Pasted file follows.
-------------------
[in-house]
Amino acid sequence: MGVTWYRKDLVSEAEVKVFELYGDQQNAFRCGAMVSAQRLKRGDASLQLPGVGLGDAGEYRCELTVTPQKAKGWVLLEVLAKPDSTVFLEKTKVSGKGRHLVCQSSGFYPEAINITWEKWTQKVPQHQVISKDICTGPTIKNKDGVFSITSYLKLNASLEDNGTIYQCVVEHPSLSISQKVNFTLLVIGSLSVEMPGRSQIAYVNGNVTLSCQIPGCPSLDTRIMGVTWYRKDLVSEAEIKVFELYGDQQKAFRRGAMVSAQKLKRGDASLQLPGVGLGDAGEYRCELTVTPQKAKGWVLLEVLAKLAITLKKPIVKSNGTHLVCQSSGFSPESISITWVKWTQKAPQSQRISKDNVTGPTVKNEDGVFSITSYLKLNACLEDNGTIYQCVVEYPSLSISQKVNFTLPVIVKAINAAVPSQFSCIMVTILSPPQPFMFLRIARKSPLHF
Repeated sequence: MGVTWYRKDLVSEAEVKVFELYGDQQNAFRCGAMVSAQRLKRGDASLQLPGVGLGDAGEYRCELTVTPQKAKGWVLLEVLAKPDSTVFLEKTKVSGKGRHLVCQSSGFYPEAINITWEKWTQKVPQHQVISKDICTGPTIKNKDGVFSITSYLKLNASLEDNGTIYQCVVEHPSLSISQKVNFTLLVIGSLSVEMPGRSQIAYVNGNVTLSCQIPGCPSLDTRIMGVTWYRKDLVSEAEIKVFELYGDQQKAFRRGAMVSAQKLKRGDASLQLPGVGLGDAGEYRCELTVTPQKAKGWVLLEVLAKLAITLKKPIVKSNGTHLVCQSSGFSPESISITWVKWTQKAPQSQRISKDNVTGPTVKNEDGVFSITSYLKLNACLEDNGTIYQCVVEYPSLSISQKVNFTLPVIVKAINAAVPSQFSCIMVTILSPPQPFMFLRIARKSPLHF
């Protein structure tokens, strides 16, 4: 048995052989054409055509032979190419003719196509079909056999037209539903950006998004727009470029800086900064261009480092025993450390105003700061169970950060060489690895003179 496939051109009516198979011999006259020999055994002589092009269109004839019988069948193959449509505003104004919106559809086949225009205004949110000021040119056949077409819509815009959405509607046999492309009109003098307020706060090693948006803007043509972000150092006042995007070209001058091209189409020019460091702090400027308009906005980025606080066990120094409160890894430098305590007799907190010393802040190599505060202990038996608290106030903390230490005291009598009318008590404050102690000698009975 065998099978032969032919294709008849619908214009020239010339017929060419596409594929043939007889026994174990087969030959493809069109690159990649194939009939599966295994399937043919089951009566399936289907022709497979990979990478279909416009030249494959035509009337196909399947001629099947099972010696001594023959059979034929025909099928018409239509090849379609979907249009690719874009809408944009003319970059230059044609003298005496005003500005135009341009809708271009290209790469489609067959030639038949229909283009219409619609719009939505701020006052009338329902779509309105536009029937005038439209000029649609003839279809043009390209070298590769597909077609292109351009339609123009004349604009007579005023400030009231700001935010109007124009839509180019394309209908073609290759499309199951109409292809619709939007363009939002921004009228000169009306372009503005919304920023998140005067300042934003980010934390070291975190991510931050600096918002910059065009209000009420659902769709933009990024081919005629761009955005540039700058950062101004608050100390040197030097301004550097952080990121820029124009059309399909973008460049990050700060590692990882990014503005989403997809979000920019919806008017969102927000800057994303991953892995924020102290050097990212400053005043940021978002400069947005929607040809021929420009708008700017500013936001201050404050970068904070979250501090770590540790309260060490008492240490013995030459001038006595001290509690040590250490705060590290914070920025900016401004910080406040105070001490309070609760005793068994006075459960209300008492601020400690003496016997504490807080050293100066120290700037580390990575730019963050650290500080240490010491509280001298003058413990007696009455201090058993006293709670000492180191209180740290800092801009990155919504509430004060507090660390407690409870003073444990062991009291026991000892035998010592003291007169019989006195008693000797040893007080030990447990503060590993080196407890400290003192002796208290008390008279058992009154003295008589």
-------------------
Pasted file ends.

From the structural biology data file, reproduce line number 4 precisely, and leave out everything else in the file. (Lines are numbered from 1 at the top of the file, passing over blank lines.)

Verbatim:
């Protein structure tokens, strides 16, 4: 048995052989054409055509032979190419003719196509079909056999037209539903950006998004727009470029800086900064261009480092025993450390105003700061169970950060060489690895003179 496939051109009516198979011999006259020999055994002589092009269109004839019988069948193959449509505003104004919106559809086949225009205004949110000021040119056949077409819509815009959405509607046999492309009109003098307020706060090693948006803007043509972000150092006042995007070209001058091209189409020019460091702090400027308009906005980025606080066990120094409160890894430098305590007799907190010393802040190599505060202990038996608290106030903390230490005291009598009318008590404050102690000698009975 065998099978032969032919294709008849619908214009020239010339017929060419596409594929043939007889026994174990087969030959493809069109690159990649194939009939599966295994399937043919089951009566399936289907022709497979990979990478279909416009030249494959035509009337196909399947001629099947099972010696001594023959059979034929025909099928018409239509090849379609979907249009690719874009809408944009003319970059230059044609003298005496005003500005135009341009809708271009290209790469489609067959030639038949229909283009219409619609719009939505701020006052009338329902779509309105536009029937005038439209000029649609003839279809043009390209070298590769597909077609292109351009339609123009004349604009007579005023400030009231700001935010109007124009839509180019394309209908073609290759499309199951109409292809619709939007363009939002921004009228000169009306372009503005919304920023998140005067300042934003980010934390070291975190991510931050600096918002910059065009209000009420659902769709933009990024081919005629761009955005540039700058950062101004608050100390040197030097301004550097952080990121820029124009059309399909973008460049990050700060590692990882990014503005989403997809979000920019919806008017969102927000800057994303991953892995924020102290050097990212400053005043940021978002400069947005929607040809021929420009708008700017500013936001201050404050970068904070979250501090770590540790309260060490008492240490013995030459001038006595001290509690040590250490705060590290914070920025900016401004910080406040105070001490309070609760005793068994006075459960209300008492601020400690003496016997504490807080050293100066120290700037580390990575730019963050650290500080240490010491509280001298003058413990007696009455201090058993006293709670000492180191209180740290800092801009990155919504509430004060507090660390407690409870003073444990062991009291026991000892035998010592003291007169019989006195008693000797040893007080030990447990503060590993080196407890400290003192002796208290008390008279058992009154003295008589």